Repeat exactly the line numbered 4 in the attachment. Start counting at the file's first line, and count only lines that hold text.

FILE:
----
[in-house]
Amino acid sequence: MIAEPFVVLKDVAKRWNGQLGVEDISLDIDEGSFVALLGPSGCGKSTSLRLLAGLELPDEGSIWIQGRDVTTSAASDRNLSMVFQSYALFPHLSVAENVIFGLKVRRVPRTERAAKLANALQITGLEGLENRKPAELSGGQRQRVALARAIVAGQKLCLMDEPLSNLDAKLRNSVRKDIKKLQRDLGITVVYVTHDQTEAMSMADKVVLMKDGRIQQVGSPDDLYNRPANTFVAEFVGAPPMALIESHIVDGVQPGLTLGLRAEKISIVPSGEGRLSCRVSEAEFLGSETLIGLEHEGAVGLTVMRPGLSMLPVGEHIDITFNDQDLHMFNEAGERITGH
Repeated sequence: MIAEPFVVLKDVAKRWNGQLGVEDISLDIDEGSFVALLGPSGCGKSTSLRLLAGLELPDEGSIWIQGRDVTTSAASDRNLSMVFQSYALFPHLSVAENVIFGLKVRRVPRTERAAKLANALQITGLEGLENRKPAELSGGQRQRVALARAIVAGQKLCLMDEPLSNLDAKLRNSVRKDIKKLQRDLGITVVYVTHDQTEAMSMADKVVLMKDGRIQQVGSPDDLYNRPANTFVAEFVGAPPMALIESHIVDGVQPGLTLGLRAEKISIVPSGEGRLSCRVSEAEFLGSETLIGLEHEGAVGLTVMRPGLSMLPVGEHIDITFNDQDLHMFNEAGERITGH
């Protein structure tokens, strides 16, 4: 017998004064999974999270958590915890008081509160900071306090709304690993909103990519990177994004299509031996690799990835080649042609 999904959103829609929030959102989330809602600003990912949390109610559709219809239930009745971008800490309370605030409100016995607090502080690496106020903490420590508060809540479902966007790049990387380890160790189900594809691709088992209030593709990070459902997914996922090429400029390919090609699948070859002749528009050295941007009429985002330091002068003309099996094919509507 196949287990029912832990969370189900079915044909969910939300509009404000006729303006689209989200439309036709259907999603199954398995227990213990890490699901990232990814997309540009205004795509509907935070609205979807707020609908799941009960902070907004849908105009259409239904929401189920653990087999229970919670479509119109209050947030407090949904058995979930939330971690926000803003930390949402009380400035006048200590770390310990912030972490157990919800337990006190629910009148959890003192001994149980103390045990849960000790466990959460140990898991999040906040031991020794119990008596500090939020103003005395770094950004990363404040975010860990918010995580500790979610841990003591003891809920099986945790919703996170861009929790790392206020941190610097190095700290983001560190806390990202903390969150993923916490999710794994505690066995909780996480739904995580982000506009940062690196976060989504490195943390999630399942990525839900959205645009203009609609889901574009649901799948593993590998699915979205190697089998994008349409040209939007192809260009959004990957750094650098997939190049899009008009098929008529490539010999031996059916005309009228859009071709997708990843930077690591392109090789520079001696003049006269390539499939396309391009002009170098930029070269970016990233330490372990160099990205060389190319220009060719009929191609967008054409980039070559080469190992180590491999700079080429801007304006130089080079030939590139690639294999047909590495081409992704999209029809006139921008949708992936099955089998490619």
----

């Protein structure tokens, strides 16, 4: 017998004064999974999270958590915890008081509160900071306090709304690993909103990519990177994004299509031996690799990835080649042609 999904959103829609929030959102989330809602600003990912949390109610559709219809239930009745971008800490309370605030409100016995607090502080690496106020903490420590508060809540479902966007790049990387380890160790189900594809691709088992209030593709990070459902997914996922090429400029390919090609699948070859002749528009050295941007009429985002330091002068003309099996094919509507 196949287990029912832990969370189900079915044909969910939300509009404000006729303006689209989200439309036709259907999603199954398995227990213990890490699901990232990814997309540009205004795509509907935070609205979807707020609908799941009960902070907004849908105009259409239904929401189920653990087999229970919670479509119109209050947030407090949904058995979930939330971690926000803003930390949402009380400035006048200590770390310990912030972490157990919800337990006190629910009148959890003192001994149980103390045990849960000790466990959460140990898991999040906040031991020794119990008596500090939020103003005395770094950004990363404040975010860990918010995580500790979610841990003591003891809920099986945790919703996170861009929790790392206020941190610097190095700290983001560190806390990202903390969150993923916490999710794994505690066995909780996480739904995580982000506009940062690196976060989504490195943390999630399942990525839900959205645009203009609609889901574009649901799948593993590998699915979205190697089998994008349409040209939007192809260009959004990957750094650098997939190049899009008009098929008529490539010999031996059916005309009228859009071709997708990843930077690591392109090789520079001696003049006269390539499939396309391009002009170098930029070269970016990233330490372990160099990205060389190319220009060719009929191609967008054409980039070559080469190992180590491999700079080429801007304006130089080079030939590139690639294999047909590495081409992704999209029809006139921008949708992936099955089998490619």